Methods & Theory

All projects are innovating with new ways of contributing academic and public expertise. This theme brings together the new theories and methods being developed.
 

Maker-centric: building place-based, co-making communities

Principal Investigator: Fiona Hackney; F.Hackney@wlv.ac.uk
From 2016 to 2018

Maker-Centric is one of a series of participatory arts research projects across the UK that are funded by The Arts and Humanities Research Council’s (AHRC) Connected Communities programme. The project takes a material placed-based approach to engaging communities in speculative co-design. Read more

How should decisions about heritage be made?: Co-designing a research project

Principal Investigator: Dr Helen Graham, University of Leeds
2014

‘How should decisions about heritage be made?’ is an unusual research project because, when we started, we didn’t exactly know what it was about! This is because a team of people from lots of different types of organisations, groups and communities worked together in early 2013 to work together to design the research questions and its methods. Read more

In conversation with…:co-designing with more-than-human communities

Principal Investigator: Dr Michelle Bastian; University of Edinburgh
From 2013 to 2014

The aim of this project is to explore how an expanded account of community – one which recognises the active participation of non-humans – might contribute to our understandings of how research can be co-designed and co-produced. Read more

Bridging the Gap between Academic Theory and Community Relevance: Fresh Insights from American Pragmatism

Principal Investigator: Professor Mihaela Kelemen, Keele University
From 2013 to 2014

‘Bridging the Gap’ focuses on what is considered ‘actionable’ knowledge by communities and what makes knowledge relevant, useful and/or practical at their end. The four AHRC projects involved in this collaborative grant application share the view that academic theories are not ends in themselves; rather that they must serve the needs of the communities studied. Read more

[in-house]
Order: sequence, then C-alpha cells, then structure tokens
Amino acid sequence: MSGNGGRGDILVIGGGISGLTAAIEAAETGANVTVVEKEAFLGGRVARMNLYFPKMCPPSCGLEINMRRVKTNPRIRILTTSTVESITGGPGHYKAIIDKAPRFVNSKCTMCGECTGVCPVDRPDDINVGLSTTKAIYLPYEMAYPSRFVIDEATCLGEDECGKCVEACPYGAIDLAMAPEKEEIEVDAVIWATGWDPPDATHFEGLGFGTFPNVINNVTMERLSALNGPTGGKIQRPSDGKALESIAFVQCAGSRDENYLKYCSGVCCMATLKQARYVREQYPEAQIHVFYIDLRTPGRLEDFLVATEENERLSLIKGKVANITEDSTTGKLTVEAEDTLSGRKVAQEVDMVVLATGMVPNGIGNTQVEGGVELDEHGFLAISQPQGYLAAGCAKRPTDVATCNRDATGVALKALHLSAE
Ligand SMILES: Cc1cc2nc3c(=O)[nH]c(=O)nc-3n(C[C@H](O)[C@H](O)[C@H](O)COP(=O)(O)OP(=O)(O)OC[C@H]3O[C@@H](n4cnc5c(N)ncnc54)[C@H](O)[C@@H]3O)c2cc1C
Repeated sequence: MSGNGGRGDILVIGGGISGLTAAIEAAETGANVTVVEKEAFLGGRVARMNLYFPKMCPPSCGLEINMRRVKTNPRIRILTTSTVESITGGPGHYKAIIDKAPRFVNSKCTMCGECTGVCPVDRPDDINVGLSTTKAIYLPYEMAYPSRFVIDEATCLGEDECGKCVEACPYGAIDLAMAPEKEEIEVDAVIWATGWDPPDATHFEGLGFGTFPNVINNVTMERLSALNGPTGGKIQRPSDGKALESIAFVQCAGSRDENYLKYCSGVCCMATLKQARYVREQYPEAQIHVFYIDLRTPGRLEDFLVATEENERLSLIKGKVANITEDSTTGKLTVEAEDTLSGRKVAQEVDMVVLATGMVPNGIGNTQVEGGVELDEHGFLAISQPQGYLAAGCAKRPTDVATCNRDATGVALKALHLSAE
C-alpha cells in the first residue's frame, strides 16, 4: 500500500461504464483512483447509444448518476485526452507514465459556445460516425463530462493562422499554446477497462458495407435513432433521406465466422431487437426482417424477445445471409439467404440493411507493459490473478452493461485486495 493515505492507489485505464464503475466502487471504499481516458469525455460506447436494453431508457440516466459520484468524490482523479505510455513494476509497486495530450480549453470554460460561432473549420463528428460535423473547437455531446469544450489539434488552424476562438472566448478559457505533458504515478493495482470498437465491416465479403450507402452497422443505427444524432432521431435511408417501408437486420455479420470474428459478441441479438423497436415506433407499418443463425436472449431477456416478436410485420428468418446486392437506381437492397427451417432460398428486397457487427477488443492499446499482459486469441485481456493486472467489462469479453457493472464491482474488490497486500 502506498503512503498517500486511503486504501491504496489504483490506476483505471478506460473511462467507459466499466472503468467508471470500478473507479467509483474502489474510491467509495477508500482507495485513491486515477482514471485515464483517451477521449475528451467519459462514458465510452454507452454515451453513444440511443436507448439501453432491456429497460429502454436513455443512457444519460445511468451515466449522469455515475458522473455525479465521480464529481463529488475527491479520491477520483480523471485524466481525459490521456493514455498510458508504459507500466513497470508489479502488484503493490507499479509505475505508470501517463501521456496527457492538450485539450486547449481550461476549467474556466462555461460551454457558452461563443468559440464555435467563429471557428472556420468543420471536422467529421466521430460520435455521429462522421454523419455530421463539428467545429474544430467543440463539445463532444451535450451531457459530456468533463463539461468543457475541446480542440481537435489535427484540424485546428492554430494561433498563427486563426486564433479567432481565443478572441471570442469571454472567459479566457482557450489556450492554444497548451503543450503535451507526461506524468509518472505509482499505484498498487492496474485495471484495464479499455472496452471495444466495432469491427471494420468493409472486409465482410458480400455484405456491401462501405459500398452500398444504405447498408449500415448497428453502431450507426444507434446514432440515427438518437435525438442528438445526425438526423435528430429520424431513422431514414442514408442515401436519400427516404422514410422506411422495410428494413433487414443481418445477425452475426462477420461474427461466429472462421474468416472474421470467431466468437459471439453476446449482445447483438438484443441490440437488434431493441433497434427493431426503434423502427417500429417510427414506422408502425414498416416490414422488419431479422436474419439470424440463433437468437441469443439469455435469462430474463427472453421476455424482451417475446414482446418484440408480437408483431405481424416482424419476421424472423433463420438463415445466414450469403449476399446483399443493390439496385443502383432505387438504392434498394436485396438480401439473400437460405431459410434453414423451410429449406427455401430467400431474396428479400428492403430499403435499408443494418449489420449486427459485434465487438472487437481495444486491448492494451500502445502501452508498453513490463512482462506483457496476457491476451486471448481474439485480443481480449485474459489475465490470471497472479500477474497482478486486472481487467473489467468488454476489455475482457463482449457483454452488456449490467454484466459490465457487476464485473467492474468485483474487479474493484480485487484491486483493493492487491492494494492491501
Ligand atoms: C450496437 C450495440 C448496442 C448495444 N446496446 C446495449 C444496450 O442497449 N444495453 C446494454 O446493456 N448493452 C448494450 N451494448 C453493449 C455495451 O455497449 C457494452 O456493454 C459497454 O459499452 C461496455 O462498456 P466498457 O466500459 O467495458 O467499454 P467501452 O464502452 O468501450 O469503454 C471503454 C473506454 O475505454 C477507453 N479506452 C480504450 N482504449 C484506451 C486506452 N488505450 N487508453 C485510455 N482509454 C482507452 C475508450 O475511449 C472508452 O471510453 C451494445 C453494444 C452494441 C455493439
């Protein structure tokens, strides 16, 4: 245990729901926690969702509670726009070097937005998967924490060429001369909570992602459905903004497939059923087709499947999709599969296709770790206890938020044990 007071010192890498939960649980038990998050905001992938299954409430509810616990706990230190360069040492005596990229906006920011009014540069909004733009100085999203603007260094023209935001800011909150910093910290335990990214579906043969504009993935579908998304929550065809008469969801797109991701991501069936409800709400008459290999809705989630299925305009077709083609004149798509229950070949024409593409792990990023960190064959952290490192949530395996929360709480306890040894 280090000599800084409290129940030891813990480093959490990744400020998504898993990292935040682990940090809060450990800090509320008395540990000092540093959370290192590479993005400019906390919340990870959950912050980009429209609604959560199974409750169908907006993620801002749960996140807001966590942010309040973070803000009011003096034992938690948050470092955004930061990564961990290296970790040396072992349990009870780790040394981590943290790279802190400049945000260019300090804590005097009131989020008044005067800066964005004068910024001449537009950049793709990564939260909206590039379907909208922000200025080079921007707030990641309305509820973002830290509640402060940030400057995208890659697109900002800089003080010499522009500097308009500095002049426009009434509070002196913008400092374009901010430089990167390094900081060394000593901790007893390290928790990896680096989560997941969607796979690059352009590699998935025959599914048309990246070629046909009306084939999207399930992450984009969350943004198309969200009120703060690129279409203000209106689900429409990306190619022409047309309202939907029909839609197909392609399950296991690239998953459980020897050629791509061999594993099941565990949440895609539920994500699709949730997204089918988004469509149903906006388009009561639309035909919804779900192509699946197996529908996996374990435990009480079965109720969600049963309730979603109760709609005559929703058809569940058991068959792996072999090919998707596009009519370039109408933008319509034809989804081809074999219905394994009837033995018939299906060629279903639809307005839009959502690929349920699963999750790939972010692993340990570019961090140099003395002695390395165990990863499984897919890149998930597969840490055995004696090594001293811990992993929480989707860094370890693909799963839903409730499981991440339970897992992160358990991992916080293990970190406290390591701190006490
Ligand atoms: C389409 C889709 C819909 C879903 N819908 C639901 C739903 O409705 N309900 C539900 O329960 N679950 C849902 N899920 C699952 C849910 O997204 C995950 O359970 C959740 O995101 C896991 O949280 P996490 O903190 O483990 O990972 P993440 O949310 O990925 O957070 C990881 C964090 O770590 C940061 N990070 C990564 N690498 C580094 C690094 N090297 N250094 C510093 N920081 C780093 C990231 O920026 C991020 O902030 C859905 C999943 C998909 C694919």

Memories of ‘Mr Seel’s Garden’: Engaging with historic and future food systems in Liverpool

Principal Investigator: Dr Michelle Bastian
From 2012 to 2013

On the outer edges of Liverpool ONE, a 42 acre regeneration area of the city centre, there is a Tesco Superstore. Read more

Community as micro-sociality and the new localism agenda

Principal Investigator: Professor Valerie Walkerdine
From 2012 to 2013

The Big Society and localism agendas bring to the fore issues of how communities might operate within a time of austerity. This project addresses current concerns by using a theoretical approach to community which understands it as relational activity, the act of communing, which is the small everyday activity which makes up what counts as community. Read more

Networked communities as dynamic co-created learning environments

Principal Investigator: Professor Neil Ravenscroft
2013

Through a series of co-created and facilitated workshops and training programmes, Phase 1 of this project has brought facilitation practice into conversation with academic research methods to create a co-designed multi-method model for organising the generation of data about personal and community histories and associations. Read more

Creative practice as mutual recovery: connecting communities for mental health and well-being

Principal Investigator: Professor Paul Crawford (University of Nottingham)
From 2013 to 2017

When considering the attributes that modern-day healthcare is frequently accused of lacking, it is all too easy to overlook one of the most precious of all: humanity. The nascent discipline of health humanities aims to address this critical shortcoming. Read more

Our Data Ourselves

Principal Investigator: Tobias Blanke
From 2013 to 2015

Our AHRC funded research project: ‘Our Data Ourselves’, will increase our understanding of the nature and role of the data that young people produce when they use social platforms and applications on their smartphones. We have paired with members of Young Rewired State. Read more

ACCORD – Archaeology Community Co-Production of Research Data

Principal Investigator: Dr Stuart Jeffrey, Glasgow School of Art
From 2013 to 2015

The ACCORD project seeks to examine the opportunities and implications of digital visualisation technologies for community engagement and research through the co-creation of 3D models of heritage places. Despite their increasing accessibility, techniques such as laser scanning, 3D modelling and 3D printing have remained in the domain of heritage specialists. Read more